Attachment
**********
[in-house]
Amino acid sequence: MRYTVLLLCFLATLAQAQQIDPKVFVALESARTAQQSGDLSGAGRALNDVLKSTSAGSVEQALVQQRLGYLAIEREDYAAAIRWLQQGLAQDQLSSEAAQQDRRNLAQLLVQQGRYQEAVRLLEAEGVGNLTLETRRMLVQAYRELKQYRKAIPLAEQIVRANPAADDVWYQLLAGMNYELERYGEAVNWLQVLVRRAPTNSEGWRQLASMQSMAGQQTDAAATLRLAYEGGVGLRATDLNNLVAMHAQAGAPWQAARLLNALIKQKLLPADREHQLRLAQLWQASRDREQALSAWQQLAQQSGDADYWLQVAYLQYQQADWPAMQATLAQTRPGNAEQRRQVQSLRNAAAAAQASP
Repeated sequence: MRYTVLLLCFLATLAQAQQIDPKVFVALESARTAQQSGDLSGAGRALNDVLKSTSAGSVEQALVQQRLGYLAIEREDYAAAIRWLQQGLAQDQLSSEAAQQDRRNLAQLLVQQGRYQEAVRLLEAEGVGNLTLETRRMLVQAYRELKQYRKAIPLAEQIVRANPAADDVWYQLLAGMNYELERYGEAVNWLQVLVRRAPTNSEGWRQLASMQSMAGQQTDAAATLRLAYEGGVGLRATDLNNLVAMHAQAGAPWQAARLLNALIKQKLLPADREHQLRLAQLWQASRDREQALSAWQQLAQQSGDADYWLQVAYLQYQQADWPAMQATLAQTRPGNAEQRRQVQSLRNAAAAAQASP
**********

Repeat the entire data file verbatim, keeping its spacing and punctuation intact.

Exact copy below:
[in-house]
Amino acid sequence: MRYTVLLLCFLATLAQAQQIDPKVFVALESARTAQQSGDLSGAGRALNDVLKSTSAGSVEQALVQQRLGYLAIEREDYAAAIRWLQQGLAQDQLSSEAAQQDRRNLAQLLVQQGRYQEAVRLLEAEGVGNLTLETRRMLVQAYRELKQYRKAIPLAEQIVRANPAADDVWYQLLAGMNYELERYGEAVNWLQVLVRRAPTNSEGWRQLASMQSMAGQQTDAAATLRLAYEGGVGLRATDLNNLVAMHAQAGAPWQAARLLNALIKQKLLPADREHQLRLAQLWQASRDREQALSAWQQLAQQSGDADYWLQVAYLQYQQADWPAMQATLAQTRPGNAEQRRQVQSLRNAAAAAQASP
Repeated sequence: MRYTVLLLCFLATLAQAQQIDPKVFVALESARTAQQSGDLSGAGRALNDVLKSTSAGSVEQALVQQRLGYLAIEREDYAAAIRWLQQGLAQDQLSSEAAQQDRRNLAQLLVQQGRYQEAVRLLEAEGVGNLTLETRRMLVQAYRELKQYRKAIPLAEQIVRANPAADDVWYQLLAGMNYELERYGEAVNWLQVLVRRAPTNSEGWRQLASMQSMAGQQTDAAATLRLAYEGGVGLRATDLNNLVAMHAQAGAPWQAARLLNALIKQKLLPADREHQLRLAQLWQASRDREQALSAWQQLAQQSGDADYWLQVAYLQYQQADWPAMQATLAQTRPGNAEQRRQVQSLRNAAAAAQASP